Metro Action's Assistance Portal is Closed - What Now?

Posted By: Nathan Lybarger Blog ,

Metro Action’s Assistance Portal is Closed – What Now?

In March 2021, Nashville’s Metropolitan Action Commission (MAC) opened its online portal for Davidson County residents seeking rental assistance.  With varying degrees of success, speed, and efficiency, over the following 15 months, MAC would distribute nearly $60 million in rental assistance.

That online portal is now closed to new applications.  MAC announced in May that as of June 30, 2022, the portal would be closed to new applications, as they expected the pending applications would exhaust their remaining funds.  What does that mean for Nashville landlords and their residents?

MAC has affirmed that they remain fully staffed and able to continue to process and approve the applications that are already pending.  Their indication in May was that the current applications and any new applications received in the month of June will “obligate the remaining funds allotted to the city by the US Treasury.”  It remains unclear what will happen to pending applications if funding runs out before they are all satisfied.

For residents who do not have a pending MAC application, MAC has indicated in its press releases and announcements that beginning July 1, 2022, the Tennessee Housing Development Agency (THDA) will begin accepting applications for rental assistance from Davidson County residents until THDA’s funds are exhausted.  Although THDA’s online portal hasn’t been updated as of this writing, MAC has repeatedly made the assertion that it soon will be updated.

MAC and THDA are two completely separate agencies.  In order to receive assistance funding from THDA, Davidson County landlords will need to establish an account through THDA, even if they’ve already done so with Metro.  There is a link at thda.org that can direct landlords (and residents) in that process.

What does all this mean for pending evictions in Davidson County?  The Housing Resource Diversionary Court (HRDC) was created in advance of MAC’s online portal in an effort to connect landlords and tenants to these assistance funds.  The General Sessions Judges entered an order shortly thereafter indicating that any non-payment eviction with a pending MAC application was to be transferred to the HRDC.  This order remains in place.  The Court will continue to meet, although less frequently, with current dates being set as far out as October.  This is in anticipation of approval and payment of MAC’s pending applications.  As always, it is best to file your detainer warrant immediately to avoid any further delays.  Please note, cases where MAC has previously made payment and the resident has again failed to keep up with their rent will not be transferred to the HRDC.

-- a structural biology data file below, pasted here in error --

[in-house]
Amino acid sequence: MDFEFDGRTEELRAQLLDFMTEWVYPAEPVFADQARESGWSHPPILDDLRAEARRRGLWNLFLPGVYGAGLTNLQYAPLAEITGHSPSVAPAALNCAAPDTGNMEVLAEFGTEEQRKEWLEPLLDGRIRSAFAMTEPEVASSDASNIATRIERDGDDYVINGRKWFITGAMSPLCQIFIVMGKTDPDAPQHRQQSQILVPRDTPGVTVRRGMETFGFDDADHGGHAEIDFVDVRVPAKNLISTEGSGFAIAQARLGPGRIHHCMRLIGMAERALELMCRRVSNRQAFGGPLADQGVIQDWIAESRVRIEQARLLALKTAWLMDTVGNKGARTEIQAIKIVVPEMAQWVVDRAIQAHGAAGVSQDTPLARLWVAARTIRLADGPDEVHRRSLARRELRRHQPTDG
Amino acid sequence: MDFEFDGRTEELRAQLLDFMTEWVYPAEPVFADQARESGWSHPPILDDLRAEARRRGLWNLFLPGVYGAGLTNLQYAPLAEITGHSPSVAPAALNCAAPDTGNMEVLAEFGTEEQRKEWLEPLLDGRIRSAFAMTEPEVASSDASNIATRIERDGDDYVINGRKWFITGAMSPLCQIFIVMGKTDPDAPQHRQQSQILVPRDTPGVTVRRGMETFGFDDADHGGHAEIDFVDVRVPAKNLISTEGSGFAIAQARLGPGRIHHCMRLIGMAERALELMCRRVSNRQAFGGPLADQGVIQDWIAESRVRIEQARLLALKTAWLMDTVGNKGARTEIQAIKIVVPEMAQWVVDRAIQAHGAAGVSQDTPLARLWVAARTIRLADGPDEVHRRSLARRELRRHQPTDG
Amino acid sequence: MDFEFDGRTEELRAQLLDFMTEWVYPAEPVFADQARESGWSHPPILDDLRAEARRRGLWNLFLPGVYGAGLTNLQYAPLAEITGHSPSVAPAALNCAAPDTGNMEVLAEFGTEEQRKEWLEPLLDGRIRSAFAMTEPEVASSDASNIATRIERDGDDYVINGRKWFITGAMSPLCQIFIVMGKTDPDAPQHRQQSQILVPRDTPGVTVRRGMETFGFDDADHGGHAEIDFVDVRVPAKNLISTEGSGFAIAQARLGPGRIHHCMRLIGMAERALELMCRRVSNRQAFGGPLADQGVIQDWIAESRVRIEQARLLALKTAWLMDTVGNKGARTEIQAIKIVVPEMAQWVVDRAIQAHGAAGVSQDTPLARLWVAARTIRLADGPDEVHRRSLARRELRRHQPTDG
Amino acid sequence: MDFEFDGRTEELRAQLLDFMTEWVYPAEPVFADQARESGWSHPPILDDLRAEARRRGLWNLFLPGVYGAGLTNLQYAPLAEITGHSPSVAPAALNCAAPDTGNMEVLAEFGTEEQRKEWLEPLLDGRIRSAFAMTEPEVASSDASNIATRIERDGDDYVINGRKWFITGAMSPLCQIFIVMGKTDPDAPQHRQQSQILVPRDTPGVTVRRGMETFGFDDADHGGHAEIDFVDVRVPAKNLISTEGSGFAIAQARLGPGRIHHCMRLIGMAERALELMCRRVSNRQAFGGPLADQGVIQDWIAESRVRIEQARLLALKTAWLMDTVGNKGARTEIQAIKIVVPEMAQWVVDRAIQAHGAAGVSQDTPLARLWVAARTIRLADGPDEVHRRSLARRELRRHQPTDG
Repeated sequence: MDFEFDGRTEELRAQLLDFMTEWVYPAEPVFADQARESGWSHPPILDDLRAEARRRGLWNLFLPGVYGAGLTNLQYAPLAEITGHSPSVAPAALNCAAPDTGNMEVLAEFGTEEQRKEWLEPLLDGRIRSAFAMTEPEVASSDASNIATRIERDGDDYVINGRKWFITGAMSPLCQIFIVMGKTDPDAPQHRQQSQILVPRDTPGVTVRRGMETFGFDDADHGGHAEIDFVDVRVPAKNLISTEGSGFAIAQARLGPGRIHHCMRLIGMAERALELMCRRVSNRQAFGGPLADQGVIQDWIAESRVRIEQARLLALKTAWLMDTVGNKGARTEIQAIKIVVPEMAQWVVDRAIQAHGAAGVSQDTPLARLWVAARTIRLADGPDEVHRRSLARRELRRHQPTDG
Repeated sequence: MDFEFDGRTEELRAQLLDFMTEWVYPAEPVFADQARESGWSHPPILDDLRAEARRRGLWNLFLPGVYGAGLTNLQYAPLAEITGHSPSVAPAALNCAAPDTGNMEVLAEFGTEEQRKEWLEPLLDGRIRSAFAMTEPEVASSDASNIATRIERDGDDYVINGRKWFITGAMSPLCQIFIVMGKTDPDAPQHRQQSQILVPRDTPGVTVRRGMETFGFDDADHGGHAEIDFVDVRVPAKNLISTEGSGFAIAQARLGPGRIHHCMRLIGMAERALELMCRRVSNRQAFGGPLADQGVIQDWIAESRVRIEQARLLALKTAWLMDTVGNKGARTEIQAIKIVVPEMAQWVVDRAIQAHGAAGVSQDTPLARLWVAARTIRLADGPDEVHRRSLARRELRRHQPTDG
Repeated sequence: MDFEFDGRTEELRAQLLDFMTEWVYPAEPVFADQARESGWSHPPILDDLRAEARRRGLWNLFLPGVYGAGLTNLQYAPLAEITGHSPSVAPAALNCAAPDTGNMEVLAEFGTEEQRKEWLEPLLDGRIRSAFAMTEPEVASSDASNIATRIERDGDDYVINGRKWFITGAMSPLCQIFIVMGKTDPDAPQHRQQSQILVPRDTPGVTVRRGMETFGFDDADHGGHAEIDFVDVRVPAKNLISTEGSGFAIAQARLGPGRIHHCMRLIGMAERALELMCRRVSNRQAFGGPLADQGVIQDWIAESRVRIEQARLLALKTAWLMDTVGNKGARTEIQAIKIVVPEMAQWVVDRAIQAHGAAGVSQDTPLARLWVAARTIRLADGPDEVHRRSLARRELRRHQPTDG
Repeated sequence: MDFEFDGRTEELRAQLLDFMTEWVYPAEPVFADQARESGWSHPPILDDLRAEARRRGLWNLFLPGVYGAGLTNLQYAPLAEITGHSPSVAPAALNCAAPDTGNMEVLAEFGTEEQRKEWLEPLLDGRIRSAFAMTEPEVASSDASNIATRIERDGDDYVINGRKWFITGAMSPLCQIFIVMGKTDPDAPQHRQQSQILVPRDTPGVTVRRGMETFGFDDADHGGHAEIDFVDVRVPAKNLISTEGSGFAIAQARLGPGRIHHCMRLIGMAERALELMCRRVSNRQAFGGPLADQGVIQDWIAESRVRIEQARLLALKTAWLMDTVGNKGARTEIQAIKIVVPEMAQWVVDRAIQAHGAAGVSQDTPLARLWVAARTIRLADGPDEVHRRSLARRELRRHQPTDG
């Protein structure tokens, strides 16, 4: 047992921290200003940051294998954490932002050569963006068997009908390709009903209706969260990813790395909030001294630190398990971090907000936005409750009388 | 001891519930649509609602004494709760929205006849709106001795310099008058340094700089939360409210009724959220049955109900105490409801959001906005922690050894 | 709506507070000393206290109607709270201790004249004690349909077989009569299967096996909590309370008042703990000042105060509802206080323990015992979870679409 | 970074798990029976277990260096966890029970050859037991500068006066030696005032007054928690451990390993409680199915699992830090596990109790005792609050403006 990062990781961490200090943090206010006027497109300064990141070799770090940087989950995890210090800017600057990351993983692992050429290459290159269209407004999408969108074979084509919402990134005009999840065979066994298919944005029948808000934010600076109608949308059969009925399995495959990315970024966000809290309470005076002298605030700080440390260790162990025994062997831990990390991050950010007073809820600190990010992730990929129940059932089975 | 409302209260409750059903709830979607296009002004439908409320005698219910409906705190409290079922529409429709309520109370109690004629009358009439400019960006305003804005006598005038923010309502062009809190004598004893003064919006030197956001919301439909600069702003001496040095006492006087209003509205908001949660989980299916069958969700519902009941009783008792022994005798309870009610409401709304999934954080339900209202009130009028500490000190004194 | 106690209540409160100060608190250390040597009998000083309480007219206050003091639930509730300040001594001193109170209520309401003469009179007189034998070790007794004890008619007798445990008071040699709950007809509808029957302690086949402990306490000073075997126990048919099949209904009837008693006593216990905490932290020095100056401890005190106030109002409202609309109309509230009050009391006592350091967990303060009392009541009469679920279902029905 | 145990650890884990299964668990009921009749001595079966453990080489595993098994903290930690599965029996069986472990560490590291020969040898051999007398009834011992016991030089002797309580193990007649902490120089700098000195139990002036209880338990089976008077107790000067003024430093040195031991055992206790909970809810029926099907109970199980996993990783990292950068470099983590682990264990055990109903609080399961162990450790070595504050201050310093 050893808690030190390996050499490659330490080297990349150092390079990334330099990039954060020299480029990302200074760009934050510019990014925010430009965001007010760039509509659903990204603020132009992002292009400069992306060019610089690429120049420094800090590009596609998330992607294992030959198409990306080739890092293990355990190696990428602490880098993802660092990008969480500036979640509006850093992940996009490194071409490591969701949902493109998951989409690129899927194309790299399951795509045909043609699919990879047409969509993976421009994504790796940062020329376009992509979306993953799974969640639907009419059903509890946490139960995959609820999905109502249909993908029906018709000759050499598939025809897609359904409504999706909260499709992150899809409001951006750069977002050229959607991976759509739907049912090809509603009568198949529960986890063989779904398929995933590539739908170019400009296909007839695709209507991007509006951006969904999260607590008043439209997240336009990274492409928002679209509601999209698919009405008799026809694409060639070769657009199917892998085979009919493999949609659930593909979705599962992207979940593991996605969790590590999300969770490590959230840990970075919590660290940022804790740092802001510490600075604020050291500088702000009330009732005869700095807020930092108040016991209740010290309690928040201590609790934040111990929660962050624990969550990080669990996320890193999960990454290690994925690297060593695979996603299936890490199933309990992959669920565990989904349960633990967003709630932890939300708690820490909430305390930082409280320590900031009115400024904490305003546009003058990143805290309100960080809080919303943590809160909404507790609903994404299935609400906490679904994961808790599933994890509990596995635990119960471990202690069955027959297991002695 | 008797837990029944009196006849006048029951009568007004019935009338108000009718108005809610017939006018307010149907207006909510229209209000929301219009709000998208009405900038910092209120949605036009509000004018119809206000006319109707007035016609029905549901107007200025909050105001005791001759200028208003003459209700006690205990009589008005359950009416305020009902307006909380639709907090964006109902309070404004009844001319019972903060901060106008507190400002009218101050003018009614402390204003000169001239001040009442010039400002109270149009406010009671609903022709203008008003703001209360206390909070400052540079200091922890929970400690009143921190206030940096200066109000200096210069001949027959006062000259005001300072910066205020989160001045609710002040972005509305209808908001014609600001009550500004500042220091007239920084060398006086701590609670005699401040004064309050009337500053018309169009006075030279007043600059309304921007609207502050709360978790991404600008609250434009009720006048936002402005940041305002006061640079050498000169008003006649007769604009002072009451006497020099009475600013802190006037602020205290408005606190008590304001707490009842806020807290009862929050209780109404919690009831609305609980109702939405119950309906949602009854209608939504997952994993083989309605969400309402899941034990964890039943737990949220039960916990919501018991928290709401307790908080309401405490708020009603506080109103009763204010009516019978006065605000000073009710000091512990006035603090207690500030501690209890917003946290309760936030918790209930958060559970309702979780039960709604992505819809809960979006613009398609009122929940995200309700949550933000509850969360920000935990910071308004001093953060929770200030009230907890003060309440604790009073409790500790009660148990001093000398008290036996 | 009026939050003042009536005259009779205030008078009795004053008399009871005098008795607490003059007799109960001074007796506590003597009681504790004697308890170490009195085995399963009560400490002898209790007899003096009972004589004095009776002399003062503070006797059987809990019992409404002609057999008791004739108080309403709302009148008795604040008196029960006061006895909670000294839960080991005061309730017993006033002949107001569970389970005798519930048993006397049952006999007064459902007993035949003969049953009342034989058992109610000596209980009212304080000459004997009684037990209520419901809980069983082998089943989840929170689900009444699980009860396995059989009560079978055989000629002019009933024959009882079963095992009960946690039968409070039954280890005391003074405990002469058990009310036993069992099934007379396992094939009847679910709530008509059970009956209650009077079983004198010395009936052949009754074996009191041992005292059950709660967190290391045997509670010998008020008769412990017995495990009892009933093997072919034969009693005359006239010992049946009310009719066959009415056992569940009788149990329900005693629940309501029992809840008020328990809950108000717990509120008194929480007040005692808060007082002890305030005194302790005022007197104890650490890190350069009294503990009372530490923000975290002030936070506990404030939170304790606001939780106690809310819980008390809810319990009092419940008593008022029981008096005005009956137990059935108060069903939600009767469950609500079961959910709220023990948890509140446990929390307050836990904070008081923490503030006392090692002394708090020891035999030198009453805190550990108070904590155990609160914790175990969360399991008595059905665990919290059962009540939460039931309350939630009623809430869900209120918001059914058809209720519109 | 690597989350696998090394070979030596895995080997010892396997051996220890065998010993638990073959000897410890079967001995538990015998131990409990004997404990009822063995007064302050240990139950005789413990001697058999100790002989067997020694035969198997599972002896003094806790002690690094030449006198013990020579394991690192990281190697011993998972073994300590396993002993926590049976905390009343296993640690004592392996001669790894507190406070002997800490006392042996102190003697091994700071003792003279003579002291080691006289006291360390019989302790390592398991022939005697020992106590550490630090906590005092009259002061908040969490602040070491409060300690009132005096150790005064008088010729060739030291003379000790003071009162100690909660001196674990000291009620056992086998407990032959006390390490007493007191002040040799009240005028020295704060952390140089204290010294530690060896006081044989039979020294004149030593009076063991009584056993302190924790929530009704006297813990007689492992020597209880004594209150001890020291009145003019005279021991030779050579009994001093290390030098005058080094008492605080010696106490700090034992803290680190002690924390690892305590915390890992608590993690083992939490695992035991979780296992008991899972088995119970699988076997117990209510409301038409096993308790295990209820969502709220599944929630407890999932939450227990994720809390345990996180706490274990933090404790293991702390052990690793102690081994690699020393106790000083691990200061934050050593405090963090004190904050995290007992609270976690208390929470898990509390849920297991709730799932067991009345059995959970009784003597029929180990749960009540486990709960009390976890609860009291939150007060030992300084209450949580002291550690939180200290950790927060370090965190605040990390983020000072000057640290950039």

With these new changes, the only eviction cases that should be transferred by the Court’s order are non-payment cases with applications that were filed before the MAC portal closed.  Because MAC’s portal has now closed, residents can no longer file a new assistance application the day of court and delay the proceedings.  This should eliminate at least some of the cases transferred to HRDC these first weeks of July, and any new eviction filings for non-payment of rents after July should be almost entirely unaffected by the Housing Court.  How a pending application with THDA will affect the eviction process, if at all, is yet to be determined.

The agencies and judges involved in this process have agreed that a landlord cannot be compelled to accept rental assistance from any agency.  In practice, the concept is not always applied consistently.  Even in a situation where the landlord does not want to accept MAC funding through a previously filed application, the pending MAC application means that the HRDC will be involved and will routinely allow extra time – well beyond the normal timelines – for a resident to vacate. 

If a landlord determines that they no longer want to accept rental assistance there are two things that should be done: (1) file the detainer warrant immediately, if it hasn’t already been filed, and (2) make sure your attorney knows that you do not want to accept rental assistance, whether from a pending MAC application or from a new THDA application.  The sooner that the “landlord refusal” process starts, the sooner it will end. 

The next meeting of the Housing Resource Diversionary Court is July 12, 2022.  We hope to learn more about how these procedures and practices will evolve following the MAC portal’s closing and how the HRDC intends to operate over the next few months while the final remaining MAC applications are completed.